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We are living through a dangerous moment in our national life, of an intensity and potential for destruction unseen since 1968. Then, a teenager, I watched U.S. Army tanks patrol the streets of Baltimore around the African-American parish where I worked. Now, a Medicare card carrier, I’m just as concerned about the fragility of the Republic and the rule of law.

A uniquely vile presidential campaign has been followed by a post-election rejectionism that conjures up images of 1860. Electoral refuseniks who cannot abide the verdict rendered on November 8 put on a vile display in Washington the day after the inauguration – and this despite President Obama’s plea for civility and a dignified transfer of power. The new administration has not helped matters with its own tendency toward raw-meat rhetoric, seemingly aimed at keeping its electoral base in a state of permanent outrage.

In today’s deeply divided America, the public debate is too often being framed by those who substitute invective for argument while demonstrating a visceral contempt for normal democratic political and legal process. Unless reason reasserts itself over passion, the potential for short term chaos is great and the risk of long-term damage even greater: an ongoing cycle of resentment, bitterness, and revenge that will lead to more of the gratuitous violence that was seen on the streets of Washington this past January 21.

Americans once knew a different way. In the 1950s and early 1960s, the civil rights movement promoted, not rage and disruption, but nonviolent civil disobedience, accepting the penalties imposed under what protesters deemed unjust laws in order to awaken consciences to the injustice of those laws. The canonical text here is Dr. Martin Luther King, Jr.’s brilliant Letter from Birmingham Jail. In it, King married a Gandhian theory of nonviolent direct action to Thomas Aquinas’s understanding of the relationship of moral law to civil law, calmly but forcefully explaining his cause and his actions to skeptical fellow-clergymen who were critical of his methods. The Letter is thoughtful, measured, and well worth re-reading – not least because some religious leaders today are taking an opposite tack.

These leaders may imagine that their calls for “disruption,” of the sort Saul Alinsky described in Rules for Radicals, stand in continuity with King’s Letter from Birmingham Jail. They do not. They appeal to outrage, not to the people’s instinct for justice. They risk little or nothing, whereas King risked everything. Their program, such as it is, calls for resistance and defiance rather than correction and civic renewal. There is little in their message about “dialogue,” a key theme of Pope Francis; but there is a lot of hot rhetoric about impeding the enforcement of the laws, in terms weirdly reminiscent of the states-rights or “nullification” theory of John C. Calhoun, recently disowned by Yale University for his defense of slavery.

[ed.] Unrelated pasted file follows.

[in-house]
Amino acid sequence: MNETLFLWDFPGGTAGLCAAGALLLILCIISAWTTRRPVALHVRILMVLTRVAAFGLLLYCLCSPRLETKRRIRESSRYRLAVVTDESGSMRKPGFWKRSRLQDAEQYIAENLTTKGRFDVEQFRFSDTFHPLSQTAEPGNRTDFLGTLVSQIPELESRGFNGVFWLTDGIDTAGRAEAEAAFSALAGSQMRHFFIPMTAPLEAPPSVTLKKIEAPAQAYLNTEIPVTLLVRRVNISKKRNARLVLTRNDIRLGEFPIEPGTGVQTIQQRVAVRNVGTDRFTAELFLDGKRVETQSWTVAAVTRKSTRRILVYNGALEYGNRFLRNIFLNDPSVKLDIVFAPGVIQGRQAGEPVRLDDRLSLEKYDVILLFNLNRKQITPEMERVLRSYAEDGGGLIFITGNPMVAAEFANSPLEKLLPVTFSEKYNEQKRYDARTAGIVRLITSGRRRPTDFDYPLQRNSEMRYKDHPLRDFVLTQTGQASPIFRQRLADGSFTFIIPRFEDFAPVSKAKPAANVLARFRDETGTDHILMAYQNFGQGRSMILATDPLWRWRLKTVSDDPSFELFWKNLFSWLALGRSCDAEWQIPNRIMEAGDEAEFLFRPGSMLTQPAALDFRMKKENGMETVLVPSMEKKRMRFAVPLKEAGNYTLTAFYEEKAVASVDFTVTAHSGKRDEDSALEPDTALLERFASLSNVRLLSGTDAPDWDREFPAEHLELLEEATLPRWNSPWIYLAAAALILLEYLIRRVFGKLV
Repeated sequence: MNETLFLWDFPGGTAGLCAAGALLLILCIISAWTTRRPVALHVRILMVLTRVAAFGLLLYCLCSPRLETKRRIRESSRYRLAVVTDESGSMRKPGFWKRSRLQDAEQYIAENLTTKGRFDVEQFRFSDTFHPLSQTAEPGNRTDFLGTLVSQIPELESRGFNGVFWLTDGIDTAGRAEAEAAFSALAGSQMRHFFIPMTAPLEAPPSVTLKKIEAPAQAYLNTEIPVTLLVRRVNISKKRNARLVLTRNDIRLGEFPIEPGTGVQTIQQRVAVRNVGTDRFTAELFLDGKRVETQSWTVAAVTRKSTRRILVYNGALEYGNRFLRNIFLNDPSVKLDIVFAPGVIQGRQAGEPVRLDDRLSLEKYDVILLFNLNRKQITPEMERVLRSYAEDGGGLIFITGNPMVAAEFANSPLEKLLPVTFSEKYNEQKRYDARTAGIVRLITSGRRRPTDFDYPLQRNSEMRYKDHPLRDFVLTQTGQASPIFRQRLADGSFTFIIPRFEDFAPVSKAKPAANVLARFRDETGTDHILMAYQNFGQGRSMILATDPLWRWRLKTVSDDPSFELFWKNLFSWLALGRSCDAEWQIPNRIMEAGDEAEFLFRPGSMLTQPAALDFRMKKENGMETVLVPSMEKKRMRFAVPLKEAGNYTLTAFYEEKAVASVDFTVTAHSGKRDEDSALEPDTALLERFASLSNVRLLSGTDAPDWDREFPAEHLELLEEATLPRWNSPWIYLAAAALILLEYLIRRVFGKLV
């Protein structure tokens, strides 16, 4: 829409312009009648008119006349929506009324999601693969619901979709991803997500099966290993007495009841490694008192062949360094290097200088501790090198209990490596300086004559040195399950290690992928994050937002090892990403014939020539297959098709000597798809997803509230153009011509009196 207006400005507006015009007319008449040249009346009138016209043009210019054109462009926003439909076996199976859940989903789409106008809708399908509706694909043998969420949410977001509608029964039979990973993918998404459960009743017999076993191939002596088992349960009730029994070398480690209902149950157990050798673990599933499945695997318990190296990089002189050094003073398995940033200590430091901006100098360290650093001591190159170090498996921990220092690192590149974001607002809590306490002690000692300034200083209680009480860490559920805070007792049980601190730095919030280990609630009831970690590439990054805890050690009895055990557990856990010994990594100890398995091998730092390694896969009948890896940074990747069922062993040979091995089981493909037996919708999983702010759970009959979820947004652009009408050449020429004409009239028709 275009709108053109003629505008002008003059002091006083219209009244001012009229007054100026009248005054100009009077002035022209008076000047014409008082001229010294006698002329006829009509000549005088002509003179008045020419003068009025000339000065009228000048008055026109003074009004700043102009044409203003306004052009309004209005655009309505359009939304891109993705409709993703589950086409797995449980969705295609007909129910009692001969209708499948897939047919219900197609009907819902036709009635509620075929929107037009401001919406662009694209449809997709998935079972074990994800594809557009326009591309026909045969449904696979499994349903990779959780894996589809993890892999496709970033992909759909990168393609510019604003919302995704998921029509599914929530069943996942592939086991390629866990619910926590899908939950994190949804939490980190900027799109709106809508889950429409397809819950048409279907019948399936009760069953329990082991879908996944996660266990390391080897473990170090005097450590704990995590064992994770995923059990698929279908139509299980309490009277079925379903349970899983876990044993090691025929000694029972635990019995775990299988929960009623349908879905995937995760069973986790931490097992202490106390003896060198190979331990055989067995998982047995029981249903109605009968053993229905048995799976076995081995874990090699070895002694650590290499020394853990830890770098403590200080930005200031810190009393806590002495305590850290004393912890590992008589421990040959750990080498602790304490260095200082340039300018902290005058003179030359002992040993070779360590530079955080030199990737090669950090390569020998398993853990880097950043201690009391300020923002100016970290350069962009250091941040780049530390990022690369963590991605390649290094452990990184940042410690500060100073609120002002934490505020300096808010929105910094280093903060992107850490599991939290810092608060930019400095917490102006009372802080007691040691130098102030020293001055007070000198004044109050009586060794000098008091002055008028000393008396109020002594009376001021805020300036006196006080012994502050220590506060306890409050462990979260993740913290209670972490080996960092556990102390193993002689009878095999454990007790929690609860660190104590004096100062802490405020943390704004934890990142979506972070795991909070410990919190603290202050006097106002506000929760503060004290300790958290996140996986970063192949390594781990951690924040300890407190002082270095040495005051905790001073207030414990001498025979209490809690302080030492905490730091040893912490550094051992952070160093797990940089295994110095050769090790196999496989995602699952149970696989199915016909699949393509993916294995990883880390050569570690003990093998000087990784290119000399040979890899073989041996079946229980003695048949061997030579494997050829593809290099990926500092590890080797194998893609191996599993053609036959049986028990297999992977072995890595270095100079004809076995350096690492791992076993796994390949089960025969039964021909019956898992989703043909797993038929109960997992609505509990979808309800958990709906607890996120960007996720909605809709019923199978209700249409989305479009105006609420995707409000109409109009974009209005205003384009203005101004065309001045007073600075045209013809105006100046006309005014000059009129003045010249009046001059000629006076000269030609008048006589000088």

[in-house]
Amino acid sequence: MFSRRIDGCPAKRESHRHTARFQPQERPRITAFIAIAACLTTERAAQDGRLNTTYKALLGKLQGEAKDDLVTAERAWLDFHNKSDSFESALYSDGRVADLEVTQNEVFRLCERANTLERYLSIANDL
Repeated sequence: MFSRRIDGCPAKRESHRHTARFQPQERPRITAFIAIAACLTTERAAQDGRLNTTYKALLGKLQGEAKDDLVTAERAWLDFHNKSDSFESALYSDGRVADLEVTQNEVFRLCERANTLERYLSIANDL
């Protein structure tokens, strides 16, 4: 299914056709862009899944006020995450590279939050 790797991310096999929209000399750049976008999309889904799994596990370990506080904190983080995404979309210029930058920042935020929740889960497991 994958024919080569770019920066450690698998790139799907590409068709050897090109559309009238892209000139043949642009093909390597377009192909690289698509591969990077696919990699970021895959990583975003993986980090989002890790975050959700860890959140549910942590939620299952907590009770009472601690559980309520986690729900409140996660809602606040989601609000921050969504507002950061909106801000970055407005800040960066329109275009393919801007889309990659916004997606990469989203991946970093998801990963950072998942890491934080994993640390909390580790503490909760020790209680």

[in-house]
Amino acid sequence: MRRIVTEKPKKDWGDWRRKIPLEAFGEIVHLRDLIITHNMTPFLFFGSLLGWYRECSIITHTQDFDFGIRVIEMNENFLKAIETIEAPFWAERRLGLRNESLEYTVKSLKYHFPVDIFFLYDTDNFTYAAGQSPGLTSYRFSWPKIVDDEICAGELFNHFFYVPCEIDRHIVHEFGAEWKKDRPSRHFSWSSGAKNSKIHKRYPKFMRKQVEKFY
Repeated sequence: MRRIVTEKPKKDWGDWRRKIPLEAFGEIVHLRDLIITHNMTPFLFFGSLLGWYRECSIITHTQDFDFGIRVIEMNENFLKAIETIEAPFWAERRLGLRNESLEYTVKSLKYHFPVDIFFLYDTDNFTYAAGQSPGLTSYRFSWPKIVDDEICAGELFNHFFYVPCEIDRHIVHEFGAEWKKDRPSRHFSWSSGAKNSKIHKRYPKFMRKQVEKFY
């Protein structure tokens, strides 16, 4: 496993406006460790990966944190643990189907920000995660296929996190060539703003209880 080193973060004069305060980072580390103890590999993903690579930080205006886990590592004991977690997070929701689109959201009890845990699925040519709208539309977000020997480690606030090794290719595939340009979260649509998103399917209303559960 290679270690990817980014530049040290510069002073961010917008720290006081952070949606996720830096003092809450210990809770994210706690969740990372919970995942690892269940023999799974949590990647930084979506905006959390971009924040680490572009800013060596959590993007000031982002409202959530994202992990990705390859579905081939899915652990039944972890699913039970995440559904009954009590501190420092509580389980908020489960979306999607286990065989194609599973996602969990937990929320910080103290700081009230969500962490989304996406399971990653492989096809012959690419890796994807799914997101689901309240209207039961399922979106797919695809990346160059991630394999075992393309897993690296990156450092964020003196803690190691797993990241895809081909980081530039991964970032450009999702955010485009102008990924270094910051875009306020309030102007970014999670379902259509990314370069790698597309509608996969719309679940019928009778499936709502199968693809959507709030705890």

I do not raise these concerns as an apologist for the present administration. I publicly opposed the nomination of Mr. Trump and did not vote for him (or his opponent) last November. A clever e-mail correspondent spoke for me and perhaps many others when he asked, on November 9, “Do the Germans have a word for ‘euphoric dread’?” (They don’t, alas.) The administration has made decisions and appointments I applaud, and decisions and appointments I deplore. I often find the rhetoric from the White House a degradation of what we used to call “the public discourse.” But that fevered talk has been quite matched by the administration’s opponents in a public scream-in.

In a volatile situation like this, the task of religious leaders is not to imitate Saul Alinsky or to mimic Lenin’s strategy of heightening the contradictions. The task of religious leaders is to call their people to live citizenship as discipleship, which in this instance means using the arts of persuasion rather than the anarchic tactics of disruption to do the work of justice. Discipleship will always involve speaking truth to power. But Christian discipleship is a matter of speaking that truth and attempting to persuade others of it, not barking epithets.

Order is fragile. Order is gravely threatened by incivility, from any source. Whatever their politics – left, right, alt-left or alt-right – those contributing to that incivility and that assault on order are playing with fire, which means they’re behaving irresponsibly. Their counsel should be ignored.